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The History Behind the National Center on Deafness
The seeds of the National Center on Deafness were planted more than 44 years ago on the site of the former San Fernando Valley College in Northridge, Los Angeles. The National Leadership Training Program (NLTP) was established on campus in 1962 by a federal grant to train administrative personnel concerned with rehabilitation of the deaf. NLTP projects introduced or reported innovations in areas such as total communication, community information and referral agencies. In 1964 the NLTP admitted its first two deaf students and provided them with interpreters and notetakers for full access to university classes.
By the 1970-71 academic year the entire curriculum of the college was opened to deaf and hard of hearing students. Services provided to ensure accessibility were interpreting, notetaking, and tutoring, and their cost was underwritten by the Department of Vocational Rehabilitation. The college continued to expand and develop, and on June 1, 1972, by action of the legislature and the Board of Trustees of the CSU, it was renamed California State University, Northridge. The deaf and hard of hearing student population grew steadily during the 1970s, as well as the need for qualified interpreters and notetakers. The Center on Deafness was established in 1972 as an administrative coordinating unit for the deaf programs on campus. At the same time, Campus Services for the Deaf was established as a sub unit to enable the program to meet student service needs.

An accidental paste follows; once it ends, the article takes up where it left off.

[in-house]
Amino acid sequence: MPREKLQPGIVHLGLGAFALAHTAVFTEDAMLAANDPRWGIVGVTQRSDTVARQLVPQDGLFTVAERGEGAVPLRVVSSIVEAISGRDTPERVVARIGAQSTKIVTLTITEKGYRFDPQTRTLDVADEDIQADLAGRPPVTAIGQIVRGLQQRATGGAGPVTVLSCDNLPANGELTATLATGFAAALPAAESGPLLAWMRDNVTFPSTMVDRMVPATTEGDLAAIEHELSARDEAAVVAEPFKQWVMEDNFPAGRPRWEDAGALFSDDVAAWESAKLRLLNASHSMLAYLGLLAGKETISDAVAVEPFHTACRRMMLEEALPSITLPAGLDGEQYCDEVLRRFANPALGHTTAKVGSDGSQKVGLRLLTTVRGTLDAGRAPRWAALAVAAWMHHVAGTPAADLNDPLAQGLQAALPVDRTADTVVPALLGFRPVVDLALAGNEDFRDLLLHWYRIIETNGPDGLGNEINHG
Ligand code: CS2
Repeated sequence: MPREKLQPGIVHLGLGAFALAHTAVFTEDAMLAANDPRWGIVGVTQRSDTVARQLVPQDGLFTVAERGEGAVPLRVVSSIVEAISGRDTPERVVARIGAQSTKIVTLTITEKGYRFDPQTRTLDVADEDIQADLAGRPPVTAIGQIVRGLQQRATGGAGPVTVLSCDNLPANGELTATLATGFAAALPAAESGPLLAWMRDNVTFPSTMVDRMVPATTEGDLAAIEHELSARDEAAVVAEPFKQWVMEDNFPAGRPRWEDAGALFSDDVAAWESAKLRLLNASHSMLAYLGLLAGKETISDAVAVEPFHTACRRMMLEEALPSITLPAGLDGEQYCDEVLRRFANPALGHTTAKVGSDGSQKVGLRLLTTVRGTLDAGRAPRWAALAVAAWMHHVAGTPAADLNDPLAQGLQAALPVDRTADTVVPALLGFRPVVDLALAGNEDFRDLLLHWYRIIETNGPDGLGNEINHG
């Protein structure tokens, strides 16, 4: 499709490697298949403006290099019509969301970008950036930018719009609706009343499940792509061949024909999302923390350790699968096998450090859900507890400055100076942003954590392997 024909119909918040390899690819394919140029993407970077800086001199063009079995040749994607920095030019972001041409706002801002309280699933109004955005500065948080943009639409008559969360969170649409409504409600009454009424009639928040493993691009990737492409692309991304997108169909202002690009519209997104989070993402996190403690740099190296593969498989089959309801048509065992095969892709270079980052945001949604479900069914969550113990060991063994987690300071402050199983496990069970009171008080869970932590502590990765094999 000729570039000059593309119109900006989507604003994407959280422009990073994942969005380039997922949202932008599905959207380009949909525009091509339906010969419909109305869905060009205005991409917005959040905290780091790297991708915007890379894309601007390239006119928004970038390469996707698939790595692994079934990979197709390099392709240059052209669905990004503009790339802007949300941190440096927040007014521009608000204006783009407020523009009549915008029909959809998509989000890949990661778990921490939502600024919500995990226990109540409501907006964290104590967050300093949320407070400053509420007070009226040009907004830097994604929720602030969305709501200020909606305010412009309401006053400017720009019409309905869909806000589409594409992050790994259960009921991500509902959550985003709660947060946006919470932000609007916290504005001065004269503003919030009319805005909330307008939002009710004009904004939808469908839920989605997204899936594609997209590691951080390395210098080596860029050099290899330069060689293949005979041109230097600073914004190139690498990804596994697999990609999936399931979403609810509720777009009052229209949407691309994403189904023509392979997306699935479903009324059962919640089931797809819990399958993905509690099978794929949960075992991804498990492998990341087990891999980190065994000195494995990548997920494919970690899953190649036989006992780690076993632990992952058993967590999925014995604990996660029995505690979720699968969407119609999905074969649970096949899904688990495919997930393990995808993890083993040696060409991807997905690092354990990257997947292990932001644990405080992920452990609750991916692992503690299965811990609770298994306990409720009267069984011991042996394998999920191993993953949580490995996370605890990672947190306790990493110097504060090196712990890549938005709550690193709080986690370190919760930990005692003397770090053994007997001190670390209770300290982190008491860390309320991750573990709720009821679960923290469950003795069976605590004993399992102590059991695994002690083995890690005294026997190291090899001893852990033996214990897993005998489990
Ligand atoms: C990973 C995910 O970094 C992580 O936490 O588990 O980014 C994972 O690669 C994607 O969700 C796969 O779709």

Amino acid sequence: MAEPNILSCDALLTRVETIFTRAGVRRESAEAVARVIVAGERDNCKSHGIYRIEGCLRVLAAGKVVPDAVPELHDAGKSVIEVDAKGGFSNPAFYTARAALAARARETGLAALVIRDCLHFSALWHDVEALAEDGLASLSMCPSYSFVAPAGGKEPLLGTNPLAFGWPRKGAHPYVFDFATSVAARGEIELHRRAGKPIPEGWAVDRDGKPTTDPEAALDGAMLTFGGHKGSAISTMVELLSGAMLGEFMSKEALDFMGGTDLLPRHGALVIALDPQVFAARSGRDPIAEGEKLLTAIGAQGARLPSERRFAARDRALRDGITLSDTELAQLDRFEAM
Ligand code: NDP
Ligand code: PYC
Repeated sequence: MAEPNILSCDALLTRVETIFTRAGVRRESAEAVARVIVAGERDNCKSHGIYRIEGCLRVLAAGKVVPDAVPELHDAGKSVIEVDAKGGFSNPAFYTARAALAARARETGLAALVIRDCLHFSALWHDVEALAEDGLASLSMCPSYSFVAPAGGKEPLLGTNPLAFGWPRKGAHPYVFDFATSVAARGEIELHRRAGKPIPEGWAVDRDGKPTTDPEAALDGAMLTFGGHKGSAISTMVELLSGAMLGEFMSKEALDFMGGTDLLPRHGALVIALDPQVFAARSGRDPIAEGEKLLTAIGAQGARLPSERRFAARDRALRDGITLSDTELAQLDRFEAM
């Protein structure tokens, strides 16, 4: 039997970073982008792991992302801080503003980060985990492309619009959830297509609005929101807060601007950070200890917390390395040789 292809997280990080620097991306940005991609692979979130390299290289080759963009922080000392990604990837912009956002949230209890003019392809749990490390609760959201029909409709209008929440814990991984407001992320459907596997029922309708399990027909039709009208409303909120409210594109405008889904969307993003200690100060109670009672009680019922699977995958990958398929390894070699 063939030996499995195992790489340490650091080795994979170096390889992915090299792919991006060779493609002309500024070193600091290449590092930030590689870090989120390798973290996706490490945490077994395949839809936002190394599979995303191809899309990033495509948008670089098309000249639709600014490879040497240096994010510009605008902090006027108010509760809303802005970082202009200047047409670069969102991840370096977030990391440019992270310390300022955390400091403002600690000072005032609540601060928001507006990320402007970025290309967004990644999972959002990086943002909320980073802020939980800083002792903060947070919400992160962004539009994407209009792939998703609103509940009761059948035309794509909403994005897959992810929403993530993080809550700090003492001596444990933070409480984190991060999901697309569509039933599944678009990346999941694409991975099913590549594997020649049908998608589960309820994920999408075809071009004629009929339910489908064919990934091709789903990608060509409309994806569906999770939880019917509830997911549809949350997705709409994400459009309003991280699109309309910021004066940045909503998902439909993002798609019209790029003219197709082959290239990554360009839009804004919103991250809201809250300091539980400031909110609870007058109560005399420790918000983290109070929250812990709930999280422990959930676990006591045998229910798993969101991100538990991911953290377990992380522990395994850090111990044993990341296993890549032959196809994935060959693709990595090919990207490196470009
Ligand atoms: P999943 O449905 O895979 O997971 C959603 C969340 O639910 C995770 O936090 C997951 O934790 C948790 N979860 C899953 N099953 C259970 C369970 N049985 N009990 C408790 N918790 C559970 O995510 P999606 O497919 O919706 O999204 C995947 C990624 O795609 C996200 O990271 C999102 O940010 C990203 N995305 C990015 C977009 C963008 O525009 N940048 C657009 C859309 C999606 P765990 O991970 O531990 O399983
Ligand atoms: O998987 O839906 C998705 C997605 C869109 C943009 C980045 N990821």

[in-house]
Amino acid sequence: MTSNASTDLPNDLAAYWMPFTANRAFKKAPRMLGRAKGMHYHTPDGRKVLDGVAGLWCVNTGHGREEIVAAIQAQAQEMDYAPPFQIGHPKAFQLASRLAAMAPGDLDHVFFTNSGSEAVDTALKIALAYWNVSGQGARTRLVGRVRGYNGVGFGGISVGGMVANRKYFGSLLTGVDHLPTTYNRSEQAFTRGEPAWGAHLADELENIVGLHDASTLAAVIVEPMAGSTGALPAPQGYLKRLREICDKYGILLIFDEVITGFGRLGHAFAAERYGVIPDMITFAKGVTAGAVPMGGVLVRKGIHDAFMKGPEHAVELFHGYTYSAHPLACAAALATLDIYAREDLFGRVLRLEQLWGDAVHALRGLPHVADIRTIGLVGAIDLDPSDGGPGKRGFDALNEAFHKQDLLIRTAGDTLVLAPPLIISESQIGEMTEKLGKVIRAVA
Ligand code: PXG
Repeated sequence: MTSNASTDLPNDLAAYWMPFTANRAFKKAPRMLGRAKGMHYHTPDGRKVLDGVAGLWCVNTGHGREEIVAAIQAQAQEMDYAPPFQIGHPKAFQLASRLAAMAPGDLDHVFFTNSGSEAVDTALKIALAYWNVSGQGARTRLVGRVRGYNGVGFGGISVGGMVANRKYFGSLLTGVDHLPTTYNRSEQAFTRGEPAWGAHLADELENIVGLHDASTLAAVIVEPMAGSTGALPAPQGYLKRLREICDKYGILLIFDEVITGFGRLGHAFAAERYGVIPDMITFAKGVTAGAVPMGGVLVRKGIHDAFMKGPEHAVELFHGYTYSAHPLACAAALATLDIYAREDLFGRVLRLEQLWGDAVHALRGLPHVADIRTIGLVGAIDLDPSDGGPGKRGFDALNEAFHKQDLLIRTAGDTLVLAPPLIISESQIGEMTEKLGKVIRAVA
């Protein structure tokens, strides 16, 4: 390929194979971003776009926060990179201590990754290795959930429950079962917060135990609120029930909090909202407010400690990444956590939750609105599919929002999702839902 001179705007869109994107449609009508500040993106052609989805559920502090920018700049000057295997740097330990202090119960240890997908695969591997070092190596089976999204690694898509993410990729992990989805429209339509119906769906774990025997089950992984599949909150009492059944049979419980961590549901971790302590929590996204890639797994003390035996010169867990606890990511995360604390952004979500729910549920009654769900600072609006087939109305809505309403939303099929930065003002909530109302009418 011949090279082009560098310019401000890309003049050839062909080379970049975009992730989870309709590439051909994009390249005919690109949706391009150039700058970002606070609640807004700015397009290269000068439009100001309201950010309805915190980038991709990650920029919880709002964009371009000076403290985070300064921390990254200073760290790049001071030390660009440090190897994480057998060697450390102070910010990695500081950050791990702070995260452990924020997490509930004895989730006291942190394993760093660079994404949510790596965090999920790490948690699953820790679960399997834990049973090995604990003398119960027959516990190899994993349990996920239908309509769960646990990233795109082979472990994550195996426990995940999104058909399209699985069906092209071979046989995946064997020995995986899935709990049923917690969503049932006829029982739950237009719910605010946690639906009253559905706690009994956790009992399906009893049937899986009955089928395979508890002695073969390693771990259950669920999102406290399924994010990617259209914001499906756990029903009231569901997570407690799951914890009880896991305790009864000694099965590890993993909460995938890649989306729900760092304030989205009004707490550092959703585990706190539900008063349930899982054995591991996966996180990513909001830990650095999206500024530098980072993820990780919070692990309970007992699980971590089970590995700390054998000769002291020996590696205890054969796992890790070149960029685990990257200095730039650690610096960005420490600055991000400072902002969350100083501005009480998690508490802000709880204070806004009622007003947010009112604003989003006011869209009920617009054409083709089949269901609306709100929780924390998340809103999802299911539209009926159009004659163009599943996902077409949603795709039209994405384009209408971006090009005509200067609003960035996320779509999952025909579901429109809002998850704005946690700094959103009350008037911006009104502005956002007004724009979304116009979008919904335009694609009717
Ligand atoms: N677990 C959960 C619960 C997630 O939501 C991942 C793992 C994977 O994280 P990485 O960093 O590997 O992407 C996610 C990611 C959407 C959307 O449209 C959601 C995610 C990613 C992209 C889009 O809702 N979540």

By 1978 the achievements of the center's alumni and students had begun to have national impact and the name of the Center on Deafness was changed to the National Center on Deafness. With continued success came the need for a building more consistent with the status and character of the program. Planning began in the early 80's and 1989 saw the grand opening of Jeanne M. Chisholm Hall, a building generously donated by Grace Petri in memory of her sister. Today approximately 175 deaf and hard of hearing students attend CSUN each semester and register through the National Center on Deafness to receive services such as interpreting, realtime captioning, typewell, notetaking, tutoring and academic advisement.